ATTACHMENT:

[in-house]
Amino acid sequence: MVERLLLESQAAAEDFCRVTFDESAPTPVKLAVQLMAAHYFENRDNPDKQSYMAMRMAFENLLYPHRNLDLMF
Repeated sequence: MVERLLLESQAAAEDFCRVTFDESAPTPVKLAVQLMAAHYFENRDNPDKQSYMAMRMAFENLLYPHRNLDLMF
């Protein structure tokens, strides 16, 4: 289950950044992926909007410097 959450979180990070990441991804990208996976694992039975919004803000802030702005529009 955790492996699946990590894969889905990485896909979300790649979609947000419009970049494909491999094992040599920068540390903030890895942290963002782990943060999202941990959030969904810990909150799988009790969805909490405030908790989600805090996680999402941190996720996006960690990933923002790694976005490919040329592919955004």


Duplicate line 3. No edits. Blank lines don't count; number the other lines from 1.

Repeated sequence: MVERLLLESQAAAEDFCRVTFDESAPTPVKLAVQLMAAHYFENRDNPDKQSYMAMRMAFENLLYPHRNLDLMF